Tuesday, February 26, 2008

Allen C. Guelzo's “Lincoln and Douglas”

2nd NE Quadrant\The Approval Matrix: Week of March 3, 2008

William Grimes of the New York Times wrote in his review of the book,"In his searching and illuminating “Lincoln and Douglas” the eminent Lincoln historian Allen C. Guelzo does the great service of bringing the debates back down to earth, placing them in the context of a brutal four-month senatorial campaign."

"The debates, Mr. Guelzo repeatedly emphasizes, were only part of an often dirty political campaign, not a series of Socratic dialogues."

Book Description from Amazon:

In 1858, Abraham Lincoln was known as a successful Illinois lawyer who had achieved some prominence in state politics as a leader in the new Republican Party. Two years later, he was elected president and was on his way to becoming the greatest chief executive in American history.

What carried this one-term congressman from obscurity to fame was the campaign he mounted for the United States Senate against the country's most formidable politician, Stephen A. Douglas, in the summer and fall of 1858. Lincoln challenged Douglas directly in one of his greatest speeches -- "A house divided against itself cannot stand" -- and confronted Douglas on the questions of slavery and the inviolability of the Union in seven fierce debates. As this brilliant narrative by the prize-winning Lincoln scholar Allen Guelzo dramatizes, Lincoln would emerge a predominant national figure, the leader of his party, the man who would bear the burden of the national confrontation.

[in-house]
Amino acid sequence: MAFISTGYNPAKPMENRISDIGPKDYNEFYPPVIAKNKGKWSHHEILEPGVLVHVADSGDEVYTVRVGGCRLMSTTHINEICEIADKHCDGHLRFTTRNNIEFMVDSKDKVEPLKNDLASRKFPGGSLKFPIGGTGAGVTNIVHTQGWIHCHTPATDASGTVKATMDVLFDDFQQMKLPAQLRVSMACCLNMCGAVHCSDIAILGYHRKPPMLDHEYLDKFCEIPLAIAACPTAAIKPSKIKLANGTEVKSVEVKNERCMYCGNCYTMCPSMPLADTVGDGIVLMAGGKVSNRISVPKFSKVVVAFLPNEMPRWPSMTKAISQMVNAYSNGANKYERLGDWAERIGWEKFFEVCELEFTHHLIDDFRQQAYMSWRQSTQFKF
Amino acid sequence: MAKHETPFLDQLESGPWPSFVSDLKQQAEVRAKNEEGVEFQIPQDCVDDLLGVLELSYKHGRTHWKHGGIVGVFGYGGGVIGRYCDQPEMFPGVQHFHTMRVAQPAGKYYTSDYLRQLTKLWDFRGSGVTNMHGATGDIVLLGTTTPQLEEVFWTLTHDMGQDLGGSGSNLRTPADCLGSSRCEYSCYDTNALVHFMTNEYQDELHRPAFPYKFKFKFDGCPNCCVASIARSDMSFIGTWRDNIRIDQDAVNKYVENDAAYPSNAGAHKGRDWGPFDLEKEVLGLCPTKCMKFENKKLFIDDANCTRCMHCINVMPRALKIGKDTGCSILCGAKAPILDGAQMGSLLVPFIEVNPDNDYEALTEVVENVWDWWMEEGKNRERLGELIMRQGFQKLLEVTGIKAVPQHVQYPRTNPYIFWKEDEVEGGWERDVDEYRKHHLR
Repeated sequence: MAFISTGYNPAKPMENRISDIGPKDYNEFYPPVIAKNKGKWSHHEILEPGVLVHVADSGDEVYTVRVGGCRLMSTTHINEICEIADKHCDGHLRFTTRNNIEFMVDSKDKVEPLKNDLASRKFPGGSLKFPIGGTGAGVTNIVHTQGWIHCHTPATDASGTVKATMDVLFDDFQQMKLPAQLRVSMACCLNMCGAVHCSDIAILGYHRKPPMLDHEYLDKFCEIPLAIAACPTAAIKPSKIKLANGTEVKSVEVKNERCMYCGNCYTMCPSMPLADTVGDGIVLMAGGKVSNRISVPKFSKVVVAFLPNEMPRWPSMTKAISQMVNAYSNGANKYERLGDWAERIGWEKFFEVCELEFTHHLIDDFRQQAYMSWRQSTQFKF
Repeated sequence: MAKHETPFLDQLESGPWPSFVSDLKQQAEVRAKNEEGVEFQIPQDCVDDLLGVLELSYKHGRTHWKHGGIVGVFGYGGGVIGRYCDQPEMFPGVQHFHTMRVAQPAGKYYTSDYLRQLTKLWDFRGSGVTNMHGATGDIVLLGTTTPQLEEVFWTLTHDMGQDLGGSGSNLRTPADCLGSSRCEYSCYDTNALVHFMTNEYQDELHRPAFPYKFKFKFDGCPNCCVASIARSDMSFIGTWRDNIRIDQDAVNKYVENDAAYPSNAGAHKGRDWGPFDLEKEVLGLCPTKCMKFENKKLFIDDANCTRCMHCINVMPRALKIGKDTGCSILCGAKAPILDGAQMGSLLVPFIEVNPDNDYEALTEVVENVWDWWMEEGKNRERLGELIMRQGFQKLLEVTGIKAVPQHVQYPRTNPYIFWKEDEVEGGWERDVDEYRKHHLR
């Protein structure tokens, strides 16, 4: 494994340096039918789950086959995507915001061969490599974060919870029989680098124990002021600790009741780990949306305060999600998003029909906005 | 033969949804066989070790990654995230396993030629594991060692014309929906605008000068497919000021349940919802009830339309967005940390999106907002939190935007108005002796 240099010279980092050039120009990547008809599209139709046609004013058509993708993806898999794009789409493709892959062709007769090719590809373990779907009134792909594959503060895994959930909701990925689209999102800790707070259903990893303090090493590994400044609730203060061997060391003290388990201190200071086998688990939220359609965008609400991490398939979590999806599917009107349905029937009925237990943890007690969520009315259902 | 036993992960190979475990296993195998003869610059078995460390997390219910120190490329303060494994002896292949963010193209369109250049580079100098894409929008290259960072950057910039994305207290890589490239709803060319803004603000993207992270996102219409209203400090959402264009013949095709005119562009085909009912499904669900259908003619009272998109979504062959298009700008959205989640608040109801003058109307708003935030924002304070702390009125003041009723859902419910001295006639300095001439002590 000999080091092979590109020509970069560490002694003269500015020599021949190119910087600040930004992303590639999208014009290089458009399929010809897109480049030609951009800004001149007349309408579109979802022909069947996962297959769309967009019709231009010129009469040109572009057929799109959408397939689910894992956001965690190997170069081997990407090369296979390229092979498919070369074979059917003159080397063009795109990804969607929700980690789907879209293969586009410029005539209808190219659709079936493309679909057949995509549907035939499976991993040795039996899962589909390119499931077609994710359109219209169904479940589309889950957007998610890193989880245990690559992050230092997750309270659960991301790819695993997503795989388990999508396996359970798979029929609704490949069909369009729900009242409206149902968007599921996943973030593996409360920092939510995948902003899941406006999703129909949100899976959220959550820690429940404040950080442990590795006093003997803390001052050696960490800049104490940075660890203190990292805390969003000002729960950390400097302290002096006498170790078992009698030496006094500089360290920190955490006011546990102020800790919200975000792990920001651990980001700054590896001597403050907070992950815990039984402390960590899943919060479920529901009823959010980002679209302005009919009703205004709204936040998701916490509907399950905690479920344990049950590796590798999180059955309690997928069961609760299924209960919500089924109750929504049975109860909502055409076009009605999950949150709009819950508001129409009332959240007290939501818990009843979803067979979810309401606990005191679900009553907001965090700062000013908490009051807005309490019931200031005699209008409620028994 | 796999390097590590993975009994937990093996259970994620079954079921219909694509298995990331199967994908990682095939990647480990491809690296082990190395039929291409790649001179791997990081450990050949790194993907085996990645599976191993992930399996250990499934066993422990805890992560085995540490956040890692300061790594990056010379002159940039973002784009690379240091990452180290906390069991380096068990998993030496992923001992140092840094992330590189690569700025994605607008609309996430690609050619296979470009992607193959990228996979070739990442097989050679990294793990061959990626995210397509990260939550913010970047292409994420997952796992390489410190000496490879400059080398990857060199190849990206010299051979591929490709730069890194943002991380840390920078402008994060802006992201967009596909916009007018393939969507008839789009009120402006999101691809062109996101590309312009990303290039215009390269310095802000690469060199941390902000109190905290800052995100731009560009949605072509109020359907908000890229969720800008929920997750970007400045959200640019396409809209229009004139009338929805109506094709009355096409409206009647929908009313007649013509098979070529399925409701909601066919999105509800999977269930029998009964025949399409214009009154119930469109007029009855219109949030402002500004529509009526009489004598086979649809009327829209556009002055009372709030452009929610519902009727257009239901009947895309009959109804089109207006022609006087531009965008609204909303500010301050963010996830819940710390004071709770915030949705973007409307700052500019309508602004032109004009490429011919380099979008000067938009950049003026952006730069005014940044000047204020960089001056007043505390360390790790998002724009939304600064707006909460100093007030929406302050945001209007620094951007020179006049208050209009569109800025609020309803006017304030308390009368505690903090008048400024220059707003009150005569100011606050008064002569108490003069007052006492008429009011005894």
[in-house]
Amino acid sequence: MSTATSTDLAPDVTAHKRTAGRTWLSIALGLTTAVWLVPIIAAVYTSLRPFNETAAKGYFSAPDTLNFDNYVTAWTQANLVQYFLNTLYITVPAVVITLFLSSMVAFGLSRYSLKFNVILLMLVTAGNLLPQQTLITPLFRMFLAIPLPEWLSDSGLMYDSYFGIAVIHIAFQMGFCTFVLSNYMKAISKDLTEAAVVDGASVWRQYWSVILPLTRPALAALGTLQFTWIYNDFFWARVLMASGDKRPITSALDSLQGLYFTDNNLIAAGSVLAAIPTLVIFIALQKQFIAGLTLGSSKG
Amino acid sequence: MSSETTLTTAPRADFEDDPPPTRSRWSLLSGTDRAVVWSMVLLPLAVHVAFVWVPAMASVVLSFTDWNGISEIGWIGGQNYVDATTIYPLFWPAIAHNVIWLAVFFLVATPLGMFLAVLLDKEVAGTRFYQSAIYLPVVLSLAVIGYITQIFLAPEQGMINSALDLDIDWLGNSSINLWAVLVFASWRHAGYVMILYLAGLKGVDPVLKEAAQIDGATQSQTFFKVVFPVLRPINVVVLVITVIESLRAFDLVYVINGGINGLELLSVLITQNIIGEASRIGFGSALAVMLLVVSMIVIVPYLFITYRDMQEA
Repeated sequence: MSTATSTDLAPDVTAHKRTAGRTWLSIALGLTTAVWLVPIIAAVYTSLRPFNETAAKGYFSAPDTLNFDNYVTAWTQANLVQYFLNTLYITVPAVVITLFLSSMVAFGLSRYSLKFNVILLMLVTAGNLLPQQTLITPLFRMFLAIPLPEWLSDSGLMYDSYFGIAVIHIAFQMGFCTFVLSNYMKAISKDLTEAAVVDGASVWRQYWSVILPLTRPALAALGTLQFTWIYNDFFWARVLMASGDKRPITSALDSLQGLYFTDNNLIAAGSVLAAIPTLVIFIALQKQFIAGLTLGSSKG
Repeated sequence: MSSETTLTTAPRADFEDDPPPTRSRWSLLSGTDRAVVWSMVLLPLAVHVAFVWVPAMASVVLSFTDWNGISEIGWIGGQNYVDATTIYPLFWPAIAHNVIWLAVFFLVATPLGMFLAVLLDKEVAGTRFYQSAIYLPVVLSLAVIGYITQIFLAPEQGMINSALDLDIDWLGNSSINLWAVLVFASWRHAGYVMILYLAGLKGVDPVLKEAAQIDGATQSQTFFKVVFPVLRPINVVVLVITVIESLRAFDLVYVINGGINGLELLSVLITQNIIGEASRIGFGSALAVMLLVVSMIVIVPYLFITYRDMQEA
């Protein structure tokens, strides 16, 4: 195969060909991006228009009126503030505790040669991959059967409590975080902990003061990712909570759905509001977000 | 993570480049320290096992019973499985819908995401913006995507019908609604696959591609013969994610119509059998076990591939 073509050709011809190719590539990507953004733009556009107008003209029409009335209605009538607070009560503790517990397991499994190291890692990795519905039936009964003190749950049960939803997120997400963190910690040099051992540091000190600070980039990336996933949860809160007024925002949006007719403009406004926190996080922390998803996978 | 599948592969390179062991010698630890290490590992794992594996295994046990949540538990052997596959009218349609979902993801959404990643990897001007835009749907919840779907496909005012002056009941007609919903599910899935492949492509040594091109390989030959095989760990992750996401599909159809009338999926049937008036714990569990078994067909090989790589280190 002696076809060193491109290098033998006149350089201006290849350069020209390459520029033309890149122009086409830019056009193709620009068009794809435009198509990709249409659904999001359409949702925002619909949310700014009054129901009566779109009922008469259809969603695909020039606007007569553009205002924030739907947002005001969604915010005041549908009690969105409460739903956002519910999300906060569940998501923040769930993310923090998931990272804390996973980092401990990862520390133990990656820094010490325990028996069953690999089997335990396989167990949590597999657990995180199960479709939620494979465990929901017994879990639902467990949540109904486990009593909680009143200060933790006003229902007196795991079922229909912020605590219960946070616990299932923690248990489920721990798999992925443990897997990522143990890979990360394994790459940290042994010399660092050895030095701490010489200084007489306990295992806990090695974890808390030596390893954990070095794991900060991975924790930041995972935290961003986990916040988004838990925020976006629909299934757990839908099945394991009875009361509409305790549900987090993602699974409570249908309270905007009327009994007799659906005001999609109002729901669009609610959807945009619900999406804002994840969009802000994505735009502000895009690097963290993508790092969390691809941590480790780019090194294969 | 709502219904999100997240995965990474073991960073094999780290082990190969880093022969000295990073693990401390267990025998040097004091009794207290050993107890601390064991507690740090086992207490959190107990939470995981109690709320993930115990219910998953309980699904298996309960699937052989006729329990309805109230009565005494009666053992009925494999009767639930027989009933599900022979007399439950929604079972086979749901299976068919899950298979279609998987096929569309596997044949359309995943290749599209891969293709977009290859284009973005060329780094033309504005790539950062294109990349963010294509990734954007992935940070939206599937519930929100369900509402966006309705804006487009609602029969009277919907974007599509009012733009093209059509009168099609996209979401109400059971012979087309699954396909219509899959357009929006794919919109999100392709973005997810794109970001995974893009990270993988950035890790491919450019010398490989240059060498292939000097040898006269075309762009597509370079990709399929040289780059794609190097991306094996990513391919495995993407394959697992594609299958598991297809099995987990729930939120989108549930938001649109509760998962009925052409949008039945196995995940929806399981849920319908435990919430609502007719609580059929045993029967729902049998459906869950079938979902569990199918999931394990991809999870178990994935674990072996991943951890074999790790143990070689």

Of course, the great issue between Lincoln and Douglas was slavery. Douglas was the champion of "popular sovereignty," of letting states and territories decide for themselves whether to legalize slavery. Lincoln drew a moral line, arguing that slavery was a violation both of natural law and of the principles expressed in the Declaration of Independence. No majority could ever make slavery right, he argued.

Lincoln lost that Senate race to Douglas, though he came close to toppling the "Little Giant," whom almost everyone thought was unbeatable. Guelzo's Lincoln and Douglas brings alive their debates and this whole year of campaigns and underscores their centrality in the greatest conflict in American history.

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